Privilege escalation to system app via LazyValue using Parcel after recycle() [CVE-2022-20452]

We discussed this vulnerability during Episode 179 on 16 January 2023

tl;dr Android Parcels have their own memory pool rather than being free’d all the way back to the general Java memory pool. This custom memory management, combined with a bug resulting in a dangling reference in a Parcel to an older version of the parcel creates a “use-after-free” like situation

Quick background, you’ve got bundles, bundles are just key-value mappings with a limited set of allowed value types. One of the allowed value types is a Parcelable. Parcels have been a source of vulnerabilities in Bundle processing for awhile. “Unbalanced” parcels are where the parcel implementation does not read the same amount of data as it had written, resulting in later values from the Parcel being read from the wrong offset.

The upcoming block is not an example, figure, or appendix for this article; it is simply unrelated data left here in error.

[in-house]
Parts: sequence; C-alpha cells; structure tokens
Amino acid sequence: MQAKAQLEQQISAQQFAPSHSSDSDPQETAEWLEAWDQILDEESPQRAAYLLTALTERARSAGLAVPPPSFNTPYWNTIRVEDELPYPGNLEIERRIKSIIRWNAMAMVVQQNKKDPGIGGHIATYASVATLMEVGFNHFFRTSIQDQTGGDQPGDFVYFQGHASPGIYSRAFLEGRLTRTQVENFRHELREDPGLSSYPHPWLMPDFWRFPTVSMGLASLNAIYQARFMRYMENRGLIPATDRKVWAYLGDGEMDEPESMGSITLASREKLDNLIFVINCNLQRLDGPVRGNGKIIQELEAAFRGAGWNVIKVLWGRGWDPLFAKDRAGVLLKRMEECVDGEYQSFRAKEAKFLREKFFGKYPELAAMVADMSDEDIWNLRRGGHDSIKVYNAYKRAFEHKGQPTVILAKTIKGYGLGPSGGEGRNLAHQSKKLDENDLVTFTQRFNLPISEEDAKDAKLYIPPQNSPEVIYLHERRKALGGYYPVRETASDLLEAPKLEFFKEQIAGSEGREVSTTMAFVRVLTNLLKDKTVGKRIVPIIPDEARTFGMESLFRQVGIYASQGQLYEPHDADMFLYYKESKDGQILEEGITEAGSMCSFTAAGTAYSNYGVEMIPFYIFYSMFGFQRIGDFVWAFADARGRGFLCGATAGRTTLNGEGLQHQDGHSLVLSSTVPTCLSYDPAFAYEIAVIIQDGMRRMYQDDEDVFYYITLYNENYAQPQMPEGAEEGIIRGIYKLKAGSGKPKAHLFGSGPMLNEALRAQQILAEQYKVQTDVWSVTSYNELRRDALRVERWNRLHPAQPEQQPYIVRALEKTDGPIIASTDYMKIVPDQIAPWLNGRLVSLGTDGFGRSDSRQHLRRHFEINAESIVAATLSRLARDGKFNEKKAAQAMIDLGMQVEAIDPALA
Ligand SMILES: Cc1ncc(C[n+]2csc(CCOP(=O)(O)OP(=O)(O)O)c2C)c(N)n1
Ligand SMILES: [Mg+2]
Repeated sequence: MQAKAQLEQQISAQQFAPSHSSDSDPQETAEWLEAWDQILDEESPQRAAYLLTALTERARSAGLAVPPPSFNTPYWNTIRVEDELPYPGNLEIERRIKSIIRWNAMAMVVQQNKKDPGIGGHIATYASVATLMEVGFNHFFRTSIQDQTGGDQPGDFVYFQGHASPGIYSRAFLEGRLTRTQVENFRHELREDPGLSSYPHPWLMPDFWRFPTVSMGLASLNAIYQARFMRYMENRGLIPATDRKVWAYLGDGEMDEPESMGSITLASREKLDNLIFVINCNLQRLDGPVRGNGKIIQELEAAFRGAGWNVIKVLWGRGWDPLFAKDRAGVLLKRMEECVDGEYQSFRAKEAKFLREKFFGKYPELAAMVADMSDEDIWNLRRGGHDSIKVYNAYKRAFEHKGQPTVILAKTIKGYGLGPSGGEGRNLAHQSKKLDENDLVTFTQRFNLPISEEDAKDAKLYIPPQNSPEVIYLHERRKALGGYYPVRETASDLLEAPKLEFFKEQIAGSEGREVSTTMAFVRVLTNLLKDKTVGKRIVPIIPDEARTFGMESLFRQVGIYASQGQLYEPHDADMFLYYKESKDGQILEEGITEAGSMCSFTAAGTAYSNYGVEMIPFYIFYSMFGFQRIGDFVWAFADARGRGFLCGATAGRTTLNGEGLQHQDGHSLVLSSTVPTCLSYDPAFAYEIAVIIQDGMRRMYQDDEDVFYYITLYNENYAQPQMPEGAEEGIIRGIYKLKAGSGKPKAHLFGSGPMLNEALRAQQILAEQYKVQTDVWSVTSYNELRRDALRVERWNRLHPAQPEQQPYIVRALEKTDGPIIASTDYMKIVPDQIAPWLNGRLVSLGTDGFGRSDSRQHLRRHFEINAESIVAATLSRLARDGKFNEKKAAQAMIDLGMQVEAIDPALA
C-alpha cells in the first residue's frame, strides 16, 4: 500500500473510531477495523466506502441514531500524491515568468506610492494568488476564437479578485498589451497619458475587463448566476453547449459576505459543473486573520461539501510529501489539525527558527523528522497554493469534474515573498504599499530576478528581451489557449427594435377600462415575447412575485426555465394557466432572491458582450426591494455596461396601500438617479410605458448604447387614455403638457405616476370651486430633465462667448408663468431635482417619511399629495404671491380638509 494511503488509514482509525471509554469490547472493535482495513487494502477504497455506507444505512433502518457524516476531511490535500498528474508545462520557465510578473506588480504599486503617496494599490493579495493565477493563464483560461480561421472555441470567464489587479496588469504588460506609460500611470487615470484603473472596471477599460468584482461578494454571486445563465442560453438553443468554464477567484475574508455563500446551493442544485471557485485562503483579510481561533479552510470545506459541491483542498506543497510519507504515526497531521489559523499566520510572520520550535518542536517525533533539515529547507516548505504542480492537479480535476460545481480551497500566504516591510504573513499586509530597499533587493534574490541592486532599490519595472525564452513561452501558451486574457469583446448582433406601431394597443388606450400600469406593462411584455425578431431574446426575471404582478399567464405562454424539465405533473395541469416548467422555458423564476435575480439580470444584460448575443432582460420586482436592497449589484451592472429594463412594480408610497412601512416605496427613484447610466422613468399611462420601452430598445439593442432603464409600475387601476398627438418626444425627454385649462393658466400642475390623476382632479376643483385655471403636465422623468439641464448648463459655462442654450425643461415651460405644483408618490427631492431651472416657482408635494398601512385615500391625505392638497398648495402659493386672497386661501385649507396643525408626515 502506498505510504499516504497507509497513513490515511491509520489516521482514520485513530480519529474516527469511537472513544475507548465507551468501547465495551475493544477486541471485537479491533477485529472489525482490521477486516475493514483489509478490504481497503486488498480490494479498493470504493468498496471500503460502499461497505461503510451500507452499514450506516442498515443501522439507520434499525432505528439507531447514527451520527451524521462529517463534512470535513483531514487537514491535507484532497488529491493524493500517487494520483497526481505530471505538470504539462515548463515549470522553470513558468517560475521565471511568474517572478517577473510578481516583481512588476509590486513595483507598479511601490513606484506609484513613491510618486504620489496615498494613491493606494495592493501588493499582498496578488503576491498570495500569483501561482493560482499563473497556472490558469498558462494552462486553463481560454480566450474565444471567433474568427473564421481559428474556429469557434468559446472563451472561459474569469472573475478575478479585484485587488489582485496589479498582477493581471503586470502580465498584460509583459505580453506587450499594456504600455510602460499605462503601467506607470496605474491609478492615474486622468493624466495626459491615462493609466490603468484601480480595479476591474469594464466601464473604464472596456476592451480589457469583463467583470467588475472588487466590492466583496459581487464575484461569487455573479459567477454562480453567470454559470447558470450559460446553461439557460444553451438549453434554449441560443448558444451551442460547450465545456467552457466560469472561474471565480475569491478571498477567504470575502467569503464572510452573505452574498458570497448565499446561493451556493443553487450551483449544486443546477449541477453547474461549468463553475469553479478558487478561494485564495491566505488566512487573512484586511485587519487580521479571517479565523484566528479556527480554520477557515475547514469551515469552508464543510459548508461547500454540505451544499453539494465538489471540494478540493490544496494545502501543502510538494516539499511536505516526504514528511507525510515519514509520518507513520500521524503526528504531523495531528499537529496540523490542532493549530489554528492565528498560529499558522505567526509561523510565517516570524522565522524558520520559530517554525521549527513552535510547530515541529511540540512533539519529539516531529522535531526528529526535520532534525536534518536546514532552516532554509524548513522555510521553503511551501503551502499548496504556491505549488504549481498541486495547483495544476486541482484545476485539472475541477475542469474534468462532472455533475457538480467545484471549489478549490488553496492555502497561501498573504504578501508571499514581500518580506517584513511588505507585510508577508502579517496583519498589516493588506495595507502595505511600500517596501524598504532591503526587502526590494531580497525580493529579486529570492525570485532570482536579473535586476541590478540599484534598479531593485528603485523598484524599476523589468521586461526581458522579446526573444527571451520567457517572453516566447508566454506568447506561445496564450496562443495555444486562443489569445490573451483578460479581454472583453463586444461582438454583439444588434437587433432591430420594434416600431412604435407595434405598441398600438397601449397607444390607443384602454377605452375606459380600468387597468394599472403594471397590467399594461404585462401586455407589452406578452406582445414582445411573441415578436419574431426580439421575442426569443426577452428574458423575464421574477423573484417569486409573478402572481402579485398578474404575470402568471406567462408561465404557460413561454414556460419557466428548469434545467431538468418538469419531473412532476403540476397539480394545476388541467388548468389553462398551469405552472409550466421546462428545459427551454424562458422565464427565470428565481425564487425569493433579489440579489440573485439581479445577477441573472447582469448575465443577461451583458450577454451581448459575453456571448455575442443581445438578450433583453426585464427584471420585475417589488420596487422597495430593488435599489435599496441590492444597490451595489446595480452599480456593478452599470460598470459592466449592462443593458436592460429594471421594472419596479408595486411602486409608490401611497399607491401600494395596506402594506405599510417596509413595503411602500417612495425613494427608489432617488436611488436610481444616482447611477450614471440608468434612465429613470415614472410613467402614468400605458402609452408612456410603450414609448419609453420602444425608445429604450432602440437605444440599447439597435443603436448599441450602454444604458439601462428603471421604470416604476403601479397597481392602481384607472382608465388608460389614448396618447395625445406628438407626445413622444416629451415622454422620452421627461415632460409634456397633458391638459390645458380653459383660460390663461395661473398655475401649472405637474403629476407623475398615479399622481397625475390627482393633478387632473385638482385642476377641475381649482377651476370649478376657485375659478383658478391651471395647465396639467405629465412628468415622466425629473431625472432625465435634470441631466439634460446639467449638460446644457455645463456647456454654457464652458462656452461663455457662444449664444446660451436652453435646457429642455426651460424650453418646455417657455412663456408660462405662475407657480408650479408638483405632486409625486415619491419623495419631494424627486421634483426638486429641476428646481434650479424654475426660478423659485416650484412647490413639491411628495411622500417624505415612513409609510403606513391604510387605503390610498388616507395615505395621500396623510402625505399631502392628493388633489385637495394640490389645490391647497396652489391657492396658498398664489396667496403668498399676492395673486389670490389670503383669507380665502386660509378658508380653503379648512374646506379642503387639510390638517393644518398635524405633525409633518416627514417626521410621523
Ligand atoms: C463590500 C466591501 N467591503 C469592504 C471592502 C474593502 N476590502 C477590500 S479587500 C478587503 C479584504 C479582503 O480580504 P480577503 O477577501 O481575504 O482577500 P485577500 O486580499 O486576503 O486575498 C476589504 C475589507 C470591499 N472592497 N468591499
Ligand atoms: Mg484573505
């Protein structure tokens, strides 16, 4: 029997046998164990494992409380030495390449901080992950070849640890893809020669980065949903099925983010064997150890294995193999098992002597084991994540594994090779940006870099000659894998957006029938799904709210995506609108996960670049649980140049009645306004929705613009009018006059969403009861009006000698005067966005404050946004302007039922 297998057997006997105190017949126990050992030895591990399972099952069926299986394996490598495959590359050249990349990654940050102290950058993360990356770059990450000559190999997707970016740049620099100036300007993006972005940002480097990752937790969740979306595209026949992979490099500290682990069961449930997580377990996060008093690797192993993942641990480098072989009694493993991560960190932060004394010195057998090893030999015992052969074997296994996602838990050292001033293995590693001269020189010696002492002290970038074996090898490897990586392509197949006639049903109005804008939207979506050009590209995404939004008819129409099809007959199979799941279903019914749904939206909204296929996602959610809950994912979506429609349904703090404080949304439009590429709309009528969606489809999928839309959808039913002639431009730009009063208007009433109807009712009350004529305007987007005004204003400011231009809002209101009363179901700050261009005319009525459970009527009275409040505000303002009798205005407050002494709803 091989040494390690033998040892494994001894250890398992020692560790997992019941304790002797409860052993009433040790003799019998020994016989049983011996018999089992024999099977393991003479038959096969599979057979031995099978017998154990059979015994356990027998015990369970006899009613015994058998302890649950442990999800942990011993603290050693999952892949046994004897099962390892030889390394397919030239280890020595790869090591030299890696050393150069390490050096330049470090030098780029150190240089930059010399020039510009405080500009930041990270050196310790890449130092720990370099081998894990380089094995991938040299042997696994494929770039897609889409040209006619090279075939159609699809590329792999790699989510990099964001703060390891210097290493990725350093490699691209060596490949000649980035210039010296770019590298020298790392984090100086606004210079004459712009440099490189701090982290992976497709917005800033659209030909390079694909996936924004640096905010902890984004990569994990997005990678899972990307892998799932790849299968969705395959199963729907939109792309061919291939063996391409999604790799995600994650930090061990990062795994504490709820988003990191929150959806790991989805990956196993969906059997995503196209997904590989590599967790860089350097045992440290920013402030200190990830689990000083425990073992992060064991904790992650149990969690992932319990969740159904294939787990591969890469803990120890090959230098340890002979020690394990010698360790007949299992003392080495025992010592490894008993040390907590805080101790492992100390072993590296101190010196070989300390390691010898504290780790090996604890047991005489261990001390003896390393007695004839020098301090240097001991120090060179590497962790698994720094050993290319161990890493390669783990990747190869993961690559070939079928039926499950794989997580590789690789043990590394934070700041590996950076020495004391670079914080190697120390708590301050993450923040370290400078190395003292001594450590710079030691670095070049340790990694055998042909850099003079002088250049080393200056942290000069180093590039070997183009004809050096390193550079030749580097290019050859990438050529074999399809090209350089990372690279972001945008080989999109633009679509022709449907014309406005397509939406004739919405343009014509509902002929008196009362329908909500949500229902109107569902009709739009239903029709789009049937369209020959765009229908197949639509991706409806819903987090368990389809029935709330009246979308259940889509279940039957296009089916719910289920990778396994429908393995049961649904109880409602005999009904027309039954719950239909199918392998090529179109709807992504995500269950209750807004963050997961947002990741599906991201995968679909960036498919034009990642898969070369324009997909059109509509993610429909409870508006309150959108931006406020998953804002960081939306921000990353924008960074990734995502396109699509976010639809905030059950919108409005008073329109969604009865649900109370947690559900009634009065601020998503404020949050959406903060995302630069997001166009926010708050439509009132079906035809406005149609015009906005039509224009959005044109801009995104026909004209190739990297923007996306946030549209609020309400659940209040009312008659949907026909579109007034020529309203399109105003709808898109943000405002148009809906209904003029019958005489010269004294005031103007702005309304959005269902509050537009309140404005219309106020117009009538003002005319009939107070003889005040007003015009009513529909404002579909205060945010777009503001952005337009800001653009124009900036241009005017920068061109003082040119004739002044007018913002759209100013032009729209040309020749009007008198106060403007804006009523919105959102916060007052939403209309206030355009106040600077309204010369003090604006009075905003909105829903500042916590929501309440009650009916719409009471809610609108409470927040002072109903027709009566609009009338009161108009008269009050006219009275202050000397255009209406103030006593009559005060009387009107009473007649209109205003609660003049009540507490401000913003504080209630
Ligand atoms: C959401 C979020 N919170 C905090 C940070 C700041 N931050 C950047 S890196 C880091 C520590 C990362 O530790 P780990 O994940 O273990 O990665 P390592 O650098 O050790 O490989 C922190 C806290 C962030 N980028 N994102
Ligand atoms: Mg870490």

LazyValue are attempting to deal with these problems by storing size information with each value in the parcel, allowing it to know how much data should be read, and introducing an extra layer of abstraction around the value. There is also some functionality for string deduplication using a Parcel.ReadWriteHelper. The details of how that works doesn’t matter but it changes the flow a bit. Adding in a step to immediately deserialize the parcel so the helper can be released. It copies the Parcel, and eventually tries to resolve all of the LazyValues inside.

Normally after this there would be no LazyValues, however if an exception is raised (atleast within teh system_server), the LazyValue is just ignored and left in-place. When this happens you have a LazyValue that has been copied into this new Parcel, but that still points to the value in the original Parcel.

Normally this wouldn’t be an issue, but Parcels have their own memory management system apart from the Java garbage collector. So that original Parcel may get recycled into that pool, and reused for another parcel. Creating a situation very similar to a use-after-free.